The new Ghostbusters movie is just what a reboot should be, says Raja Sen.
Hang on to your hats, ghosts. There’s a brand new gunlickin’ gunslinger in town and she ain’t in the mood for prisoners.
One other thing she ain’t is alone. Dr Jillian Holtzmann has friends alongside her on screen in the new Ghostbusters — wearing proton packs of her own dangerous design — but, more importantly, she and the fine comediennes rocking the boat in this warmly silly reboot are giving company to cosplaying girls everywhere who have wanted goofy heroes like this for so, so long.
This is a gleefully dumb summer feature, unapologetically silly and often too smitten with its own leads — in short, it’s what a big dumb shaggy-dog blockbuster should be. Only with ladies rocking the jumpsuits this time.
The original Ghostbusters, from 1984, is a deliriously daft film raised occasionally to sublime heights by Bill Murray finding his groove. An actor finding his brilliance is a thing that happens gradually, over many a moment in many a movie, but Murray seemed to roller-skate into magnificence almost entirely at one go, and most of us watching Ghostbusters were privy to that bit of magic.
Ivan Reitman’s film is fine — it’s crazily enjoyable and gets better with each viewing, and if you didn’t see it in the eighties, well, you’re never going to love it the same way — but the actors were what made it sparkle, and the characters remain unforgettable. (I’m an Egon man, myself.)
Director Peter Feig understands that, and while his reboot celebrates women as well as the spirit(s?) of the original, it never tries to replicate the sparkle those gents conjured up. This film doesn’t mimic the superb silences and slow-burn, rolled-eye jokes of the old film.
Instead, it lets these wonderful ladies try on the suits and situations and let their hair down their own way. It turns out to be giddily, infectiously fun and frequently forgettable. This is not a film trying to be brilliant; instead, it stays simple while it breaks ground. It is as if Feig has made it his mission statement to tell the world — with films like Bridesmaids, The Heat and Spy — that hey, women are allowed to be juvenile too.
Like in the original, the plot is flimsy and peppered with gags. Like in the original, characters who believe in ghosts are laughed out by respectable naysayers. Like in the original, there is a Mayor who gets very hands-on with what our heroes are upto. Like in the original, Slimer is around, big and green and disgustingly infatuated with hotdogs — only this time he is, rather unnecessarily, in 3D. (The 3D is a waste in Ghostbusters simply because Feig lays it on a bit too thick and the climax gets especially tedious and shouty, when all we really want is more of Kristen Wiig giggling at their sexy receptionist.)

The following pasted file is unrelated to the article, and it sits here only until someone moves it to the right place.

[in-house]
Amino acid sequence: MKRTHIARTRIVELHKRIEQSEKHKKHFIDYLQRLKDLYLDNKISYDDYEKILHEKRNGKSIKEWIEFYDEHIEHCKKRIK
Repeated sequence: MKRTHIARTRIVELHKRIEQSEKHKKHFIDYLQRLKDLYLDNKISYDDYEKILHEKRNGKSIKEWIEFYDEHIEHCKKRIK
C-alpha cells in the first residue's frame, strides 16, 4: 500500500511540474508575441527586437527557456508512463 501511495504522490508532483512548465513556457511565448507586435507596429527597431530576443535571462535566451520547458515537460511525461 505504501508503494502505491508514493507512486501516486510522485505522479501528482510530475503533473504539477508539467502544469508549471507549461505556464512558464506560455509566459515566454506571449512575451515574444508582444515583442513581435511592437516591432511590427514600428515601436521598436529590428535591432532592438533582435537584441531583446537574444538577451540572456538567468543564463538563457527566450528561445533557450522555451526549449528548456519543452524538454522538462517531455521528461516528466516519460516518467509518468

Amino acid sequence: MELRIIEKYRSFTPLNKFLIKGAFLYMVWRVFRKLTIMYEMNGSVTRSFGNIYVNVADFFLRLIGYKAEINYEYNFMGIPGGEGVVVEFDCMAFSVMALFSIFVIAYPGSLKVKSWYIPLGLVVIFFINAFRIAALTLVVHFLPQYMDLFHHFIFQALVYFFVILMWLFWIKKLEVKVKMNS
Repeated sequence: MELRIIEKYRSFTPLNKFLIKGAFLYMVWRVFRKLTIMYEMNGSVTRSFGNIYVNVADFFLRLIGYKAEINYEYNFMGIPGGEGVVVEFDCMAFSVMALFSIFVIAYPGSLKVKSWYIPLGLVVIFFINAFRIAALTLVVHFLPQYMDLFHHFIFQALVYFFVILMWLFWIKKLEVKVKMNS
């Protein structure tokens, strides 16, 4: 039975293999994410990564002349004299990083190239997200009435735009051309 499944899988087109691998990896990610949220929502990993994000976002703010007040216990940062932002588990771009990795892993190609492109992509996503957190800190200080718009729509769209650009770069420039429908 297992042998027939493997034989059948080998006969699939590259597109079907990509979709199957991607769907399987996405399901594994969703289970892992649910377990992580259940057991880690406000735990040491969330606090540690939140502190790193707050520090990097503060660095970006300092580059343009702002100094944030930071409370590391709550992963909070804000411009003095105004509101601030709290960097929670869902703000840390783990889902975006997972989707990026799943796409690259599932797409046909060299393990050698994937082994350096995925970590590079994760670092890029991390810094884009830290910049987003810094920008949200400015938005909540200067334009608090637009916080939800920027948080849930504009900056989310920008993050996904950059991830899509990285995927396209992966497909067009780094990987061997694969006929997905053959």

Speaking of which… we need to talk about Kevin. A picture-perfect specimen of manhood and doltishness, Kevin the receptionist can barely handle picking up the phone, but is kept around (and shamelessly, repeatedly objectified) because of the way he looks. Played by Thor star Chris Hemsworth, this sounds like a simple dumb blond gag — a gimmick even — but because of the way Feig and Hemsworth commit to the sheer imbecility of the eye-candy-only character, the result is as hilarious as the jibe is well-deserved.
Kevin’s bosses are Dr Abby Yates (Melissa McCarthy), Dr Erin Gilbert (Kirsten Wiig), the aforementioned Dr Holtzmann (Kate McKinnon) and Patty (Leslie Jones). Each actress picks a flavour and sticks with it, and the cast mostly breezes through it.
McCarthy, Feig’s muse, has the straightest role but she’s the one who makes exposition appear momentarily reasonable, and has a great, great line about soup; Wiig is awkward and only eventually enthusiastic, but she sounds wrong and tragically stupid whenever she uses Ghostbustin’ jargon; and Jones, broad and reckless, creates a character who knows New York — and is thus the only one with street smarts.
Like in the original, one Ghostbuster is much more memorable than the rest. A lot of this film’s players have come from Saturday Night Live, but Kate McKinnon is one of that show’s finds — I implore you to look up her Hillary Clinton sketches — and in this film, as she describes potato chips as “salty parabolas,” she is unstoppable.
Wearing a lopsided bouffant that looks styled in Pisa, her Holtzmann is a thing of loony energy and joyous abandon, a nutcase who would rather go nuclear than go home. She’s jawdroppingly good and I can’t wait to see her again.
Some people have an issue with women taking on roles originally written for men. The film addresses this fantastically by having the leading ladies read out (and get repulsed by) comments from online haters, but anyone who can’t enjoy these women having a good time — without even pretending to be Venkman and Stantz — for such dimwitted reasons doesn’t deserve to laugh with this film. It may not be a classic, but the laughs it earns are all its own.
As you may have imagined, the original Ghostbusters all have cameos in this new film. Yes, even the late great Harold Ramis. We see him as a bronzed sculpture at Columbia University, smiling at this new film and, in many ways, that is the single greatest cameo ever. For it lets Egon Spengler live on as both ghost and bust.